An informative five minute video about mourning observances in the Victorian era.
The mourning of Queen Victoria and preparation for burial practices. http://www.youtube.com/watch?v=7WDtFC6eKr0&feature=related Part II may be access to the right side of the video. Running time for both, 1bout 17 minutes.
Need more excitement in your life? Nothing good on T.V.?
Tune in tonight,( September 15th) at 10 p.m. for the first ever (but not the last) So you think you know Oak Grove Cemetery? Jeopardy-style online quiz.
Questions and photo identifications will be posted in rapid fire, each going up after the previous one has been correctly answered. There will be one winner, with difficult brainbusters in case of a tie. Join us at Friends of Oak Grove Fall River tonight. A prize will be awarded to the winner- and the competition will be fierce! How well do YOU know Oak Grove?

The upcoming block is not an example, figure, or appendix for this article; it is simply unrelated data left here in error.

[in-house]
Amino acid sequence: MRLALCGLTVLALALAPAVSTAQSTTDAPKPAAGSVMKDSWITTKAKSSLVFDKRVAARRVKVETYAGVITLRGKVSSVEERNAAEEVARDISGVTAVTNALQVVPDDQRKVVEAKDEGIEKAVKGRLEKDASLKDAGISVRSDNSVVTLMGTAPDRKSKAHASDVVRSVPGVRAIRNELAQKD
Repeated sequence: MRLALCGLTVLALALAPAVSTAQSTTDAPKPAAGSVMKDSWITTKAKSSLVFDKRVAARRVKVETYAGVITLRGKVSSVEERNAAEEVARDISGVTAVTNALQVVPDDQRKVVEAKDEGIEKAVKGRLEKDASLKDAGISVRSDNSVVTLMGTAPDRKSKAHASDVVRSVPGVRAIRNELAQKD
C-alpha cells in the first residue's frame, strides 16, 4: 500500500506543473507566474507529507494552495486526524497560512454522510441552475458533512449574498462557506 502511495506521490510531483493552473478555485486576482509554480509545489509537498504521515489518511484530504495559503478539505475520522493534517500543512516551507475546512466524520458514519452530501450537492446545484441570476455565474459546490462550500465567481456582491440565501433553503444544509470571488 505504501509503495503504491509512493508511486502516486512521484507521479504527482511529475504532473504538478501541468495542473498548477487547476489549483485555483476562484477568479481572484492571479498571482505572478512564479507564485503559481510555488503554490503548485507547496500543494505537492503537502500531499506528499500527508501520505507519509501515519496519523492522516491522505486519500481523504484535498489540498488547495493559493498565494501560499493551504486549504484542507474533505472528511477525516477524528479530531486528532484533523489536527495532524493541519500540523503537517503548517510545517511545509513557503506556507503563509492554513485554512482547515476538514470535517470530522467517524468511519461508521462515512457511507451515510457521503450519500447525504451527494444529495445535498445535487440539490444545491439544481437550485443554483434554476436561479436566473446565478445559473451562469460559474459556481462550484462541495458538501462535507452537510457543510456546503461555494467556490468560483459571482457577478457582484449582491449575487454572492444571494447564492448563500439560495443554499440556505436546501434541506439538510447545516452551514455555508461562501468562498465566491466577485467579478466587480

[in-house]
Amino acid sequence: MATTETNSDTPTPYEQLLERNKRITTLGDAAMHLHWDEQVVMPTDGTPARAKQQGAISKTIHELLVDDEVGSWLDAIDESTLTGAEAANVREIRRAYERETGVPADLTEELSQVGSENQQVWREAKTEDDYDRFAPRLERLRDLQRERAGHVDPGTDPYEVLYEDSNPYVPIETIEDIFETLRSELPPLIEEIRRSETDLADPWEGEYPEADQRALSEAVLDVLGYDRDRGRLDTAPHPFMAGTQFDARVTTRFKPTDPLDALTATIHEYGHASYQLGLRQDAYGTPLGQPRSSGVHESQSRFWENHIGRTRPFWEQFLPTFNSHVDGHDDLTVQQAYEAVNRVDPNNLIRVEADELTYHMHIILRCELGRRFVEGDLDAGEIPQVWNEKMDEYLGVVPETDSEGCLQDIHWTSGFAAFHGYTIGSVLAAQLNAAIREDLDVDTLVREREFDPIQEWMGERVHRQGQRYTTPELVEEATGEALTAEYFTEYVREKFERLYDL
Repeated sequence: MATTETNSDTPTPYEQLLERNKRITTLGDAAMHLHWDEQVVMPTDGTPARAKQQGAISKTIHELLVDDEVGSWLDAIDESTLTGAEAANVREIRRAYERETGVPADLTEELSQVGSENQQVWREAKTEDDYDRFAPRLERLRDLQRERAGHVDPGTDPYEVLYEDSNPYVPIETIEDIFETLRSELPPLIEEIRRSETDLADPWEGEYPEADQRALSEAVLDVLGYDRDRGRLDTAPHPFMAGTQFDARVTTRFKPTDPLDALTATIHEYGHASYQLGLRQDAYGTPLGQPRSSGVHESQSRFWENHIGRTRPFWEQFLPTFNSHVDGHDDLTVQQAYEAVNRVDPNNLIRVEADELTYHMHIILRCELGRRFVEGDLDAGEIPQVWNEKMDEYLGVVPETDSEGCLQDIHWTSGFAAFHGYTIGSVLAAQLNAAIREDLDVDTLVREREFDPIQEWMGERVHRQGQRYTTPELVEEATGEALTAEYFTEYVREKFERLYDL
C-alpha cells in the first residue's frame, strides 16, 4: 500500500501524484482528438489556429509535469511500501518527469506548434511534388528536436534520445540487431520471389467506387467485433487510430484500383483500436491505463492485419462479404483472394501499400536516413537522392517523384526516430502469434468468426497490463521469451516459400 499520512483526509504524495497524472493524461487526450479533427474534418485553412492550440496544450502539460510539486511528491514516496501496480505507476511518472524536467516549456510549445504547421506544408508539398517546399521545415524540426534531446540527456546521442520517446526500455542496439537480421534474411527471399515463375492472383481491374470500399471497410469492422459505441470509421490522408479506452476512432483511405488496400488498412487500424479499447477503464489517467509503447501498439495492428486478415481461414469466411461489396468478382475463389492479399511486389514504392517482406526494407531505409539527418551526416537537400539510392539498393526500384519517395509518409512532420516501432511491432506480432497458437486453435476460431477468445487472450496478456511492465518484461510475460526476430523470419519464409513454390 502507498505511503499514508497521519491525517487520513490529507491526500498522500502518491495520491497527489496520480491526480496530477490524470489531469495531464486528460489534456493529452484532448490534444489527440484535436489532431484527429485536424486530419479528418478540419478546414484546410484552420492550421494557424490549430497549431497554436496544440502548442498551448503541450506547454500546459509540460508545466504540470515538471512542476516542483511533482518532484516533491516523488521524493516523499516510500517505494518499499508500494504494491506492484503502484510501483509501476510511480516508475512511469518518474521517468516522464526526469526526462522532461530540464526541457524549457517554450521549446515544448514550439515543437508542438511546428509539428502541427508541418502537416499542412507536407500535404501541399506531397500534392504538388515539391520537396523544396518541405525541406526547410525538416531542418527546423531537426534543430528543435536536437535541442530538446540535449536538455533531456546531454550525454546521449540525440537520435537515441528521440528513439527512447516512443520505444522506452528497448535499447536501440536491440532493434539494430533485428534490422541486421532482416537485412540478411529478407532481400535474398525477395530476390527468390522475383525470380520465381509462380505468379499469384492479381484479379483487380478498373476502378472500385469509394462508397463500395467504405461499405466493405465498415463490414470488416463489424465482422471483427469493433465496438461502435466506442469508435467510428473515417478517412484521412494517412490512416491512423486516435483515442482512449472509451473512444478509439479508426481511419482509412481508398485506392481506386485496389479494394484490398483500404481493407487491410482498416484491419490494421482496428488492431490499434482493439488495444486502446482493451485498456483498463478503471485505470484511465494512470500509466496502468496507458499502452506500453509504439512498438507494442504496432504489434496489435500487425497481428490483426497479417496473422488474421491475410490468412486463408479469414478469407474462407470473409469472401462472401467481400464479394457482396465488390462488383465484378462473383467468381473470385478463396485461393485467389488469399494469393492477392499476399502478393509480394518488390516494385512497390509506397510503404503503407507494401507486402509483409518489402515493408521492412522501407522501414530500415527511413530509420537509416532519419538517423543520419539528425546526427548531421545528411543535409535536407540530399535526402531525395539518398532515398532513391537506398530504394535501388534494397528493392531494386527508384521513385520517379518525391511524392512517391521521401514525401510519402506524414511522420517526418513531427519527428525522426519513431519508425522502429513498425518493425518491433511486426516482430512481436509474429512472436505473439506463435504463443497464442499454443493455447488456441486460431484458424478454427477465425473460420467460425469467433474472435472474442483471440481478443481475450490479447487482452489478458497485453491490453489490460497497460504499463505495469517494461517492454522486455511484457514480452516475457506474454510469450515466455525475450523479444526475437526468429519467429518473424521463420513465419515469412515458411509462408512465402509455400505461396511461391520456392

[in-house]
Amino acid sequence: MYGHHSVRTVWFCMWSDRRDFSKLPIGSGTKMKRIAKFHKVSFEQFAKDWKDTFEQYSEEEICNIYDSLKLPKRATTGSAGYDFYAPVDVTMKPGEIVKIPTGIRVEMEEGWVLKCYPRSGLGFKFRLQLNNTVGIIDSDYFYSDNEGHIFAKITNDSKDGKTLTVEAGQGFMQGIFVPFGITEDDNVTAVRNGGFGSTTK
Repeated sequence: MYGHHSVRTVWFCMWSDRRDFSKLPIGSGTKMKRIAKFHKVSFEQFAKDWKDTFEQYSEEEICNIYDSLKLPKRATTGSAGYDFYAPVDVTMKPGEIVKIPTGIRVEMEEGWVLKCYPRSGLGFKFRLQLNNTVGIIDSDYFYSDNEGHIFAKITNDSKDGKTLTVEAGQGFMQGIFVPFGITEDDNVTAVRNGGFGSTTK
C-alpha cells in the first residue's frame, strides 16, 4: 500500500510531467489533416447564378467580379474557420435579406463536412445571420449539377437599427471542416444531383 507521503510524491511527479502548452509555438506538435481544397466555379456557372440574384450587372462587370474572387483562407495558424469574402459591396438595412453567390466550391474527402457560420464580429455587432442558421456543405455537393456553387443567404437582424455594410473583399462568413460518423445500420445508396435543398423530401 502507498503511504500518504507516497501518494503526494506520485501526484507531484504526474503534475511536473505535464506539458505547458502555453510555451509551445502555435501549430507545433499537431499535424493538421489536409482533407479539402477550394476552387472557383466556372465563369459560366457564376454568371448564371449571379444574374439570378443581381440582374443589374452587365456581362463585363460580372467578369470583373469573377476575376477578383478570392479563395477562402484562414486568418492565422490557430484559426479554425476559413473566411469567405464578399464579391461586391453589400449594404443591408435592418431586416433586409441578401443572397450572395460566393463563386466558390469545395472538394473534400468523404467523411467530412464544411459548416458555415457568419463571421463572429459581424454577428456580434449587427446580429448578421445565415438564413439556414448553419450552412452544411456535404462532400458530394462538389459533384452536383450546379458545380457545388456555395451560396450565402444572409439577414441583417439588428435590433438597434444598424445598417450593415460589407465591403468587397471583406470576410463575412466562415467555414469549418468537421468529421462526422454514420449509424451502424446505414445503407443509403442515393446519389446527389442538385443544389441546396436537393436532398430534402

In the mailbox today we received a query about Maidens’ Garlands- a custom which seems to have originated, or else was extremely popular in 19th century Great Britain. When a maiden lady passed away, especially a very young, unmarried girl, it was a custom for young ladies of the parish to construct garlands which were solemnly carried before the casket by two maidens on the way to the cemetery. These garlands were constructed of white paper, and after the cemetery service were hung in the church. Also crowns of white living flowers were made which would be borne to the grave by maidens in flowing white dresses, generally processing in pairs. Statuary in Oak Grove frequently makes use of the symbolism of a crown of rosebuds, lilies, and garland swags for the grave markers of maidens.
A Maiden’s Garland still hanging in a church in England